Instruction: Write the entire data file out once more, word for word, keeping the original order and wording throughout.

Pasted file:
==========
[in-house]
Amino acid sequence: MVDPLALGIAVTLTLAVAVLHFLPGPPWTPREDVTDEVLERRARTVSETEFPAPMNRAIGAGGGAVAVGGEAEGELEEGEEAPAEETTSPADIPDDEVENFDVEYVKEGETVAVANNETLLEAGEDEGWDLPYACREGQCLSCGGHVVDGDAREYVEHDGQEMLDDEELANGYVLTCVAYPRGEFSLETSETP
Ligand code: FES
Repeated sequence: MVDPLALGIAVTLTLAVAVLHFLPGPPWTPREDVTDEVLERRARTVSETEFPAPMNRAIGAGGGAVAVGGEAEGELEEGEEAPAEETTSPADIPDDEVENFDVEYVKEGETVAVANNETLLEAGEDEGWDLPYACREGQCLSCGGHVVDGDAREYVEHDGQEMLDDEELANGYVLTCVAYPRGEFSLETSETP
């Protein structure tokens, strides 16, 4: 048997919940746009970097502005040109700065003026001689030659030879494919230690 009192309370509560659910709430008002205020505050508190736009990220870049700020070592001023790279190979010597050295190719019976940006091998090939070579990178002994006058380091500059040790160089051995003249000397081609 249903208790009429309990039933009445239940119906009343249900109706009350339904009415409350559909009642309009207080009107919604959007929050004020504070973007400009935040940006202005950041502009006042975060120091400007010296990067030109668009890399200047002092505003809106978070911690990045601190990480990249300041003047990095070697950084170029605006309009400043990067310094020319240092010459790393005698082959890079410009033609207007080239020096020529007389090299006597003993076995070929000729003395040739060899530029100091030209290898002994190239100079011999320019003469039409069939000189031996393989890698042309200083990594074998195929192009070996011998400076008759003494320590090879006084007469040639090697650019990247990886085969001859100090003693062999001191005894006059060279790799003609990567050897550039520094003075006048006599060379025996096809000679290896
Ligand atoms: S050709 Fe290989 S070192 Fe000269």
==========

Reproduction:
[in-house]
Amino acid sequence: MVDPLALGIAVTLTLAVAVLHFLPGPPWTPREDVTDEVLERRARTVSETEFPAPMNRAIGAGGGAVAVGGEAEGELEEGEEAPAEETTSPADIPDDEVENFDVEYVKEGETVAVANNETLLEAGEDEGWDLPYACREGQCLSCGGHVVDGDAREYVEHDGQEMLDDEELANGYVLTCVAYPRGEFSLETSETP
Ligand code: FES
Repeated sequence: MVDPLALGIAVTLTLAVAVLHFLPGPPWTPREDVTDEVLERRARTVSETEFPAPMNRAIGAGGGAVAVGGEAEGELEEGEEAPAEETTSPADIPDDEVENFDVEYVKEGETVAVANNETLLEAGEDEGWDLPYACREGQCLSCGGHVVDGDAREYVEHDGQEMLDDEELANGYVLTCVAYPRGEFSLETSETP
């Protein structure tokens, strides 16, 4: 048997919940746009970097502005040109700065003026001689030659030879494919230690 009192309370509560659910709430008002205020505050508190736009990220870049700020070592001023790279190979010597050295190719019976940006091998090939070579990178002994006058380091500059040790160089051995003249000397081609 249903208790009429309990039933009445239940119906009343249900109706009350339904009415409350559909009642309009207080009107919604959007929050004020504070973007400009935040940006202005950041502009006042975060120091400007010296990067030109668009890399200047002092505003809106978070911690990045601190990480990249300041003047990095070697950084170029605006309009400043990067310094020319240092010459790393005698082959890079410009033609207007080239020096020529007389090299006597003993076995070929000729003395040739060899530029100091030209290898002994190239100079011999320019003469039409069939000189031996393989890698042309200083990594074998195929192009070996011998400076008759003494320590090879006084007469040639090697650019990247990886085969001859100090003693062999001191005894006059060279790799003609990567050897550039520094003075006048006599060379025996096809000679290896
Ligand atoms: S050709 Fe290989 S070192 Fe000269």